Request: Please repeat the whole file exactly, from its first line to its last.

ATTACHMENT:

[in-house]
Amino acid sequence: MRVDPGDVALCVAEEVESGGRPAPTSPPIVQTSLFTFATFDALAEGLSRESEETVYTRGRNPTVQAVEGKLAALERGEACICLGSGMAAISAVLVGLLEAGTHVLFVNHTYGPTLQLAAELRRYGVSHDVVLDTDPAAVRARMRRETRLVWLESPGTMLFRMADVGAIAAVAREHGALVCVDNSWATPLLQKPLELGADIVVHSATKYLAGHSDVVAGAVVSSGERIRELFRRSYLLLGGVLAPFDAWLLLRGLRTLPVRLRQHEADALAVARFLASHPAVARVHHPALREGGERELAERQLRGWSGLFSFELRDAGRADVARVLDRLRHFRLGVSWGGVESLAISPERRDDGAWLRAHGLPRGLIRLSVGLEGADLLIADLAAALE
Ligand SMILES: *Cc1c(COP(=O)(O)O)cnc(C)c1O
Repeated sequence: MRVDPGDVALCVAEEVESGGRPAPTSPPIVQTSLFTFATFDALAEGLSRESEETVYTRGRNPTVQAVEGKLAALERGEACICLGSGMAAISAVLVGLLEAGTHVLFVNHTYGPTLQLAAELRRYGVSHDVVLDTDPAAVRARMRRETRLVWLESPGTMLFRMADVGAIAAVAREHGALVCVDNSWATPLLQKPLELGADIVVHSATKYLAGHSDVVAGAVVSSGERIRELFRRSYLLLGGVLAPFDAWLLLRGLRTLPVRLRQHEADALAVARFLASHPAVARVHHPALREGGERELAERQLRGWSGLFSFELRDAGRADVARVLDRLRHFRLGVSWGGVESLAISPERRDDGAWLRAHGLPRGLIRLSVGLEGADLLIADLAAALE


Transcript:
[in-house]
Amino acid sequence: MRVDPGDVALCVAEEVESGGRPAPTSPPIVQTSLFTFATFDALAEGLSRESEETVYTRGRNPTVQAVEGKLAALERGEACICLGSGMAAISAVLVGLLEAGTHVLFVNHTYGPTLQLAAELRRYGVSHDVVLDTDPAAVRARMRRETRLVWLESPGTMLFRMADVGAIAAVAREHGALVCVDNSWATPLLQKPLELGADIVVHSATKYLAGHSDVVAGAVVSSGERIRELFRRSYLLLGGVLAPFDAWLLLRGLRTLPVRLRQHEADALAVARFLASHPAVARVHHPALREGGERELAERQLRGWSGLFSFELRDAGRADVARVLDRLRHFRLGVSWGGVESLAISPERRDDGAWLRAHGLPRGLIRLSVGLEGADLLIADLAAALE
Ligand SMILES: *Cc1c(COP(=O)(O)O)cnc(C)c1O
Repeated sequence: MRVDPGDVALCVAEEVESGGRPAPTSPPIVQTSLFTFATFDALAEGLSRESEETVYTRGRNPTVQAVEGKLAALERGEACICLGSGMAAISAVLVGLLEAGTHVLFVNHTYGPTLQLAAELRRYGVSHDVVLDTDPAAVRARMRRETRLVWLESPGTMLFRMADVGAIAAVAREHGALVCVDNSWATPLLQKPLELGADIVVHSATKYLAGHSDVVAGAVVSSGERIRELFRRSYLLLGGVLAPFDAWLLLRGLRTLPVRLRQHEADALAVARFLASHPAVARVHHPALREGGERELAERQLRGWSGLFSFELRDAGRADVARVLDRLRHFRLGVSWGGVESLAISPERRDDGAWLRAHGLPRGLIRLSVGLEGADLLIADLAAALE